To assess the motion of the proximal sesamoid bones (PSBs) relative to the third metacarpal bone (MC3) of equine forelimbs during physiologic midstance loads.
8 musculoskeletally normal forelimbs (7 right and 1 left) from 8 adult equine cadavers.
Each forelimb was harvested at the mid-radius level and mounted in a material testing system so the hoof could be moved in a dorsal direction while the radius and MC3 remained vertical. The PSBs were instrumented with 2 linear variable differential transformers to record movement between the 2 bones. The limb was sequentially loaded at a displacement rate of 5 mm/s from 500 N to each of 4 loads (1.8 [standing], 3.6 [walking], 4.5 [trotting], and 10.5 [galloping] kN), held at the designated load for 30 seconds while lateromedial radiographs were obtained, and then unloaded back to 500 N. The position of the PSBs relative to the transverse ridge of the MC3 condyle and angle of the metacarpophalangeal (fetlock) joint were measured on each radiograph.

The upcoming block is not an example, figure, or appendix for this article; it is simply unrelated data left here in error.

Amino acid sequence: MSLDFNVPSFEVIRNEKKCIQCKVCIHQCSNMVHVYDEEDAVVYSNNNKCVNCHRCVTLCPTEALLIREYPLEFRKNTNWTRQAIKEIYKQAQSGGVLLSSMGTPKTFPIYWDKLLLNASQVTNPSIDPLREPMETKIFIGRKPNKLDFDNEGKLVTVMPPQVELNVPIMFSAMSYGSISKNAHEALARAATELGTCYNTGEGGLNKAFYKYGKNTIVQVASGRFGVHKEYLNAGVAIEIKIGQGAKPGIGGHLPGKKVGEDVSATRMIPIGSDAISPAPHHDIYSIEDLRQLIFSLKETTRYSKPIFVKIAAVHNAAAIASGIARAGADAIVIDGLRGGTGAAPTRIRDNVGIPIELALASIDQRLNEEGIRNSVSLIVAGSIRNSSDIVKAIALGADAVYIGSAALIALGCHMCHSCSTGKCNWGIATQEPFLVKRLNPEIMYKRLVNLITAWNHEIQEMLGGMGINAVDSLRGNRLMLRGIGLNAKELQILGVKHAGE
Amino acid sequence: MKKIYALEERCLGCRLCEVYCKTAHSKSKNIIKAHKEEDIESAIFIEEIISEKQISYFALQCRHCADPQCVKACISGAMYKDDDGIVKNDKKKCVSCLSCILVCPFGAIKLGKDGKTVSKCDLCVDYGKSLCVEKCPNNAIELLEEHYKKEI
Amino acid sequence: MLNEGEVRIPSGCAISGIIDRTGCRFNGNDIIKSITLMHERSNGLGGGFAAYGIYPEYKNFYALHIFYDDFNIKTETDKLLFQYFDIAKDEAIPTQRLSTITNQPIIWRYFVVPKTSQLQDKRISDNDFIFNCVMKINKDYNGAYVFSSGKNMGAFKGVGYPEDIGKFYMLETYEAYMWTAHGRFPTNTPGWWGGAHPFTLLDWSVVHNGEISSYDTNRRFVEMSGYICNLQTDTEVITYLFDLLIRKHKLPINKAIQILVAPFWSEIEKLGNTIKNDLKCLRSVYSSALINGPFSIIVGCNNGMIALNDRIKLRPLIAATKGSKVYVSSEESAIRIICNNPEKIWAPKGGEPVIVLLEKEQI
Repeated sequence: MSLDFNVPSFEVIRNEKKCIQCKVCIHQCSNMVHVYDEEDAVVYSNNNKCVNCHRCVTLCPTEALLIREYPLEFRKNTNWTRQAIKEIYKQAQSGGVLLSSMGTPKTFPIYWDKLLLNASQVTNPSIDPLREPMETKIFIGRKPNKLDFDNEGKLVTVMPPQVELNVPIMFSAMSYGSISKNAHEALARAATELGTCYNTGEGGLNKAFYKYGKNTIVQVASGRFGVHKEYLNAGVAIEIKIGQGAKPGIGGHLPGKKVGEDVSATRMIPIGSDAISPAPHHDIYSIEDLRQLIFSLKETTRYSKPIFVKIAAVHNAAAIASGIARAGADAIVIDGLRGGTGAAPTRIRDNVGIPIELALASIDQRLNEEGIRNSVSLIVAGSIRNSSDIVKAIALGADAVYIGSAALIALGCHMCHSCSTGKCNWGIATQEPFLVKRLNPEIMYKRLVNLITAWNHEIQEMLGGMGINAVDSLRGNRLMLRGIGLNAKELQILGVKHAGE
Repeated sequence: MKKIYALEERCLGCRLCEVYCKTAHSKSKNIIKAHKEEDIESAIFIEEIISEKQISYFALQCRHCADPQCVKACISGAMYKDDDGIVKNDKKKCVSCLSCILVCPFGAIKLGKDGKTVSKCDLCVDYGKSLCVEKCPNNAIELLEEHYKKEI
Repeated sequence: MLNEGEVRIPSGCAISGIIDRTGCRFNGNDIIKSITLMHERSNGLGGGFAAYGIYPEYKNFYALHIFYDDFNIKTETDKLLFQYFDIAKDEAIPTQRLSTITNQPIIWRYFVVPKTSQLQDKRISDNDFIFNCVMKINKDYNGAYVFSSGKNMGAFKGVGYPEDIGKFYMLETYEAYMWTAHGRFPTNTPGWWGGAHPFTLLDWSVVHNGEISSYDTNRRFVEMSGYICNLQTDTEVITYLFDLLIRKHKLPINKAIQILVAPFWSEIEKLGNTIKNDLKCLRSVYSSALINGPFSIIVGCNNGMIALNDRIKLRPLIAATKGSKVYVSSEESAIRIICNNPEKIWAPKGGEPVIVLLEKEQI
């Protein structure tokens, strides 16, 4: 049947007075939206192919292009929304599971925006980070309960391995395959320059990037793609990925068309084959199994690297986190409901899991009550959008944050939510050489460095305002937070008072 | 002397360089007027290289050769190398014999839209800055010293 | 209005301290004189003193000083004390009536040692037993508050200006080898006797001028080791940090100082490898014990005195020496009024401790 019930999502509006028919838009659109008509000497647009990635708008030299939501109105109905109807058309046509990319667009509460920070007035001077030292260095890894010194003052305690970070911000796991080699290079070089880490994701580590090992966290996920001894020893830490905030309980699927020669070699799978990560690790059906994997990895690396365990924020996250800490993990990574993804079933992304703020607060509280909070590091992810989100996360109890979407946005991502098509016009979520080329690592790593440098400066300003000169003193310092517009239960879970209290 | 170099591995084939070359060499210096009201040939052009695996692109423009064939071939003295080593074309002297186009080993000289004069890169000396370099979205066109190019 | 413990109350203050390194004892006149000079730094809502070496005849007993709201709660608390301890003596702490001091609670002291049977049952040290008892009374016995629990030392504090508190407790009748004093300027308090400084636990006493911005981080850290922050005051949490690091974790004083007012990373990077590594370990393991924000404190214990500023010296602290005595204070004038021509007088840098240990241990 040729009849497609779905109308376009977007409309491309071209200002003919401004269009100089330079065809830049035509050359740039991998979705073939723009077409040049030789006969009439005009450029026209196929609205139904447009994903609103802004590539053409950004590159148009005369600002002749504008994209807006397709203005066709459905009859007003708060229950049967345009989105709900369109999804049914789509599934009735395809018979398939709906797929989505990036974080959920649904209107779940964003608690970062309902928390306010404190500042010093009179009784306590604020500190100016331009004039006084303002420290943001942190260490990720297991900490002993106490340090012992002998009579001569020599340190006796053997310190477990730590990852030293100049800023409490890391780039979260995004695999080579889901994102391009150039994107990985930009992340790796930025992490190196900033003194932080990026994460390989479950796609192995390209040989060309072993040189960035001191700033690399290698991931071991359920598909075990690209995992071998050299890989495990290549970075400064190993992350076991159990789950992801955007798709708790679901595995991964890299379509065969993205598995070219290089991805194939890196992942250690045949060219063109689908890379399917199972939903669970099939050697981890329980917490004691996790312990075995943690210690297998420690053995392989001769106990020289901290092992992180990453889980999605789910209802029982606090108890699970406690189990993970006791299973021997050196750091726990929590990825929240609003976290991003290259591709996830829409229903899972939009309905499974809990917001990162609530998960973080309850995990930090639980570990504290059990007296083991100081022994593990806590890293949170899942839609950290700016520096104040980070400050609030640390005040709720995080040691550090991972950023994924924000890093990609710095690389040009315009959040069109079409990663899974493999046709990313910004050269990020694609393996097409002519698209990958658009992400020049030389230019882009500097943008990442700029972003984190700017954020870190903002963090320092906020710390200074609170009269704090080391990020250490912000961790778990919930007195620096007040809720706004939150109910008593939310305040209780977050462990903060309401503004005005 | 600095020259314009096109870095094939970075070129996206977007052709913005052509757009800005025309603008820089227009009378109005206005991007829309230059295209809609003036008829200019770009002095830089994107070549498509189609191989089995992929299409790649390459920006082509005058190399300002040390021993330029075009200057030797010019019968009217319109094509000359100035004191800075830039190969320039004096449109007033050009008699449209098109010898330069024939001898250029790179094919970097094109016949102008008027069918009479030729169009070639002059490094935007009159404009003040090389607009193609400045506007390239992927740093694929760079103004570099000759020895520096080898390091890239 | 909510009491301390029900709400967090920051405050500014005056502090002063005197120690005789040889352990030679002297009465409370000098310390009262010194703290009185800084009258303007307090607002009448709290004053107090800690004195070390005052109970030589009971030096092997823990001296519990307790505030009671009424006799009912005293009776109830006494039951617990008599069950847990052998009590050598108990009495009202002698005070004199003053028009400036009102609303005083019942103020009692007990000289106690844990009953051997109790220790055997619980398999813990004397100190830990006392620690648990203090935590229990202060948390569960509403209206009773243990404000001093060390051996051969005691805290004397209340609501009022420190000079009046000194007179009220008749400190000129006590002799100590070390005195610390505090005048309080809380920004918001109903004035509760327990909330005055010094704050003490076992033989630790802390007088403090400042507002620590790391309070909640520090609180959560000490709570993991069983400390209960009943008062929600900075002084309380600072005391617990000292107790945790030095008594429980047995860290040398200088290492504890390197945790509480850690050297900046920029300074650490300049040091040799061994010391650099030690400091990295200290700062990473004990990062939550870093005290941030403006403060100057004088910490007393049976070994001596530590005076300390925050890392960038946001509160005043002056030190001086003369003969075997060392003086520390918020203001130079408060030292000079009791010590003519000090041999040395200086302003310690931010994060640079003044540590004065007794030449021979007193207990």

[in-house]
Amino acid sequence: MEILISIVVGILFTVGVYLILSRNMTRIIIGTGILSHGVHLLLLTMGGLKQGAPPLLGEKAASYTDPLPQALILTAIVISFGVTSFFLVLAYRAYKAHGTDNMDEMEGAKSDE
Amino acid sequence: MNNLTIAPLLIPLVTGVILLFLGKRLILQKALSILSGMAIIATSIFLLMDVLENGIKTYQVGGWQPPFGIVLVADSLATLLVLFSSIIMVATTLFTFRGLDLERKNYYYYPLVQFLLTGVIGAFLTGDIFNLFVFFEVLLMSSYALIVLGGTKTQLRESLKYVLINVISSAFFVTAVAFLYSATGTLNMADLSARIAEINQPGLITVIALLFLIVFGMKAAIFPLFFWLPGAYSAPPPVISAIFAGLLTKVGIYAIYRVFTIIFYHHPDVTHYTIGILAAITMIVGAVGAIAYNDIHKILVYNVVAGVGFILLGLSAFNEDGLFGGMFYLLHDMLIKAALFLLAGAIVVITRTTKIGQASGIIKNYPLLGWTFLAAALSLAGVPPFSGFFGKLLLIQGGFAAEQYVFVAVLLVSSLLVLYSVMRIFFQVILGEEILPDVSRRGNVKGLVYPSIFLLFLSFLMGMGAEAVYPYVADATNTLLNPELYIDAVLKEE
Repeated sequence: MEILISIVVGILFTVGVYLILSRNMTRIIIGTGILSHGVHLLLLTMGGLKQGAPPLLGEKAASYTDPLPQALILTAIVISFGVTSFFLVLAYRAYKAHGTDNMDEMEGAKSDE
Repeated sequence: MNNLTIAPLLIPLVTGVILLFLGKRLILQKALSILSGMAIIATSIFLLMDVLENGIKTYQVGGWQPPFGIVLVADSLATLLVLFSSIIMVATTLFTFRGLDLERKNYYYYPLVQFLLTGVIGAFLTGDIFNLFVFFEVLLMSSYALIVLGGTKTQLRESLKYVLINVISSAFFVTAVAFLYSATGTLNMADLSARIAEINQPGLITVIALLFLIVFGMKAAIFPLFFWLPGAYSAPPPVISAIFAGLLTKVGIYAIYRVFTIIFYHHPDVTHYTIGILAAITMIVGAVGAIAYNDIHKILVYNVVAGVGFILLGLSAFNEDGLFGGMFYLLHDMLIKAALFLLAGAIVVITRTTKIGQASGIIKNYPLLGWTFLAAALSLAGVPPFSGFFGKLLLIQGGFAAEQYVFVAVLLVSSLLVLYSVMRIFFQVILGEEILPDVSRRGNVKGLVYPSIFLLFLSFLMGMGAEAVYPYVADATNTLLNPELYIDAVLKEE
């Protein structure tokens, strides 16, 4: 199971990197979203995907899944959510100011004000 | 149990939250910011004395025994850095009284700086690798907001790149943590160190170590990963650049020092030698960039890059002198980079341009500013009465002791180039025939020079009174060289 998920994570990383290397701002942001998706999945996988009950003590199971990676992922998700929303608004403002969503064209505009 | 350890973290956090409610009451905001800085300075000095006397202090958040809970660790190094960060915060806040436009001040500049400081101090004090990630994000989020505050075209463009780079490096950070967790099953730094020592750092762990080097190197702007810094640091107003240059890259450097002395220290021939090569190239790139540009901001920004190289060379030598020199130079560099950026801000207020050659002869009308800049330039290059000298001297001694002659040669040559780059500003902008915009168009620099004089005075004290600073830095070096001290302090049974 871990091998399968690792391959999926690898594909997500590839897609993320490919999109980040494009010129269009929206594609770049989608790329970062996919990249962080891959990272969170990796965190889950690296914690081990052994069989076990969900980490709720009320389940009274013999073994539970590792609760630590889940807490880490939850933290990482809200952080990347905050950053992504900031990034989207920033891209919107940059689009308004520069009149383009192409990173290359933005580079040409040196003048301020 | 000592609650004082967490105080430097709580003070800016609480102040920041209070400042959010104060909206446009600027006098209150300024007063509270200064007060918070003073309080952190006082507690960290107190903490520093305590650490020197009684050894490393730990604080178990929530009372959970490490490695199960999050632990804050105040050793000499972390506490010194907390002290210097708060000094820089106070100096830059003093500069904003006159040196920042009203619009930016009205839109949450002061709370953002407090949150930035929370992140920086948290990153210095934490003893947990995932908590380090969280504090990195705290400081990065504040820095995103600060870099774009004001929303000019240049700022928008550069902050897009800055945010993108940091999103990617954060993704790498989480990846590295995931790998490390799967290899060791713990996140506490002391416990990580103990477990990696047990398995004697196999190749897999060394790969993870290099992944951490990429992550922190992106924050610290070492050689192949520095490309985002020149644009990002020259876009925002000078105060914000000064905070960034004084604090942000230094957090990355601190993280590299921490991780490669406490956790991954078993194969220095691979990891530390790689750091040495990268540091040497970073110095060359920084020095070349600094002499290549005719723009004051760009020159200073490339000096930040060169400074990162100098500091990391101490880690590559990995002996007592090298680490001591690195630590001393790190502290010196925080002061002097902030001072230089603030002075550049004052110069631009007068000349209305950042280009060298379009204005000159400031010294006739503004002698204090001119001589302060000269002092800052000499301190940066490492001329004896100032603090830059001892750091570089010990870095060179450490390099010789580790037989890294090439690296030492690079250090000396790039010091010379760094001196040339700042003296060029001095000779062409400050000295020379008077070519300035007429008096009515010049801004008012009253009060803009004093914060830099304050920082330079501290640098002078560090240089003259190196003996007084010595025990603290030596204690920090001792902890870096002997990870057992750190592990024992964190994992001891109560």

The distal edge of the PSBs moved distal to the transverse ridge of the MC3 condyle at 10.5 kN (gallop) but not at lower loads. The palmar surfaces of the PSBs rotated away from each other during fetlock joint extension, and the amount of rotation increased with load.
CONCLUSIONS AND CLINICAL RELEVANCE
At loads consistent with a high-speed gallop, PSB translations may create an articular incongruity and abnormal bone stress distribution that contribute to focal subchondral bone lesions and PSB fracture in racehorses.